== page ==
Morality policies evince a much closer relationship to religious doctrines than is the case in other policy areas and hence constitute a most likely case for the observation of religious effects on policymaking and regulatory change. Yet we still lack generally accepted answers to the questions of whether and how religion matters to morality policy. In this paper, we present a theoretical argument that helps to overcome the seemingly contradictory expectations derived from the secularization and religion matters hypotheses. We postulate a bottleneck effect of religious opposition: while religious influence matters most during early stages of the policy process when the problem definition of a moral issue is still in flux, it diminishes during later stages when the issue has made it onto the political agenda. We find evidence of the bottleneck effect in a dataset of policy permissiveness covering 26 countries and spanning 50 years for five morality policies (abortion, euthanasia, homosexuality, pornography, and same‐sex marriage). The data is analyzed via a multilevel model and using Bayesian inference.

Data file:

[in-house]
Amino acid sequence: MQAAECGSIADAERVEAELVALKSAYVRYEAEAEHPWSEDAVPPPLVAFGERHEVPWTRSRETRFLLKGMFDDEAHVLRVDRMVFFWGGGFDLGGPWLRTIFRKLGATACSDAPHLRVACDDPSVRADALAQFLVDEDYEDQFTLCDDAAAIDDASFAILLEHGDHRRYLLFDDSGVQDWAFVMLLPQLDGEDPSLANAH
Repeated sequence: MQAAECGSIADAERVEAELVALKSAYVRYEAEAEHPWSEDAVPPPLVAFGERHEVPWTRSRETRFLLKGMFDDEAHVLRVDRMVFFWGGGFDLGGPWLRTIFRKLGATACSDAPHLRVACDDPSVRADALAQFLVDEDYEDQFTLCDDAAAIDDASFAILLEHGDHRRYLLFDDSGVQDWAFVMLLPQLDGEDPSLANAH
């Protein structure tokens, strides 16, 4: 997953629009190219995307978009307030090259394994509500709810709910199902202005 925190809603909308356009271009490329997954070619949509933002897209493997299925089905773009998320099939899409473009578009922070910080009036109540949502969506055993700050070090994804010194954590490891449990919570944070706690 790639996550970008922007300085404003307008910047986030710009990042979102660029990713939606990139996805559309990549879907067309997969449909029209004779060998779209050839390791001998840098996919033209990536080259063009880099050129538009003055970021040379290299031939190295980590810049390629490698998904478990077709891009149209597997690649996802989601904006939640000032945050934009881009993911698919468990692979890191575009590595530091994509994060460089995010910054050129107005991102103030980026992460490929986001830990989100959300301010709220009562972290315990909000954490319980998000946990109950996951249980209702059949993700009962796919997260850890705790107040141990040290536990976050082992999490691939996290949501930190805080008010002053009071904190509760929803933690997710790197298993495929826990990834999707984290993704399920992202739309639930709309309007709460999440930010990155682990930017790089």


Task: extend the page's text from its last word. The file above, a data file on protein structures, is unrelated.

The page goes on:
The online appendix contains an extension of the procedures and results presented in the paper, with descriptives figures of the dataset and the code used for the analysis.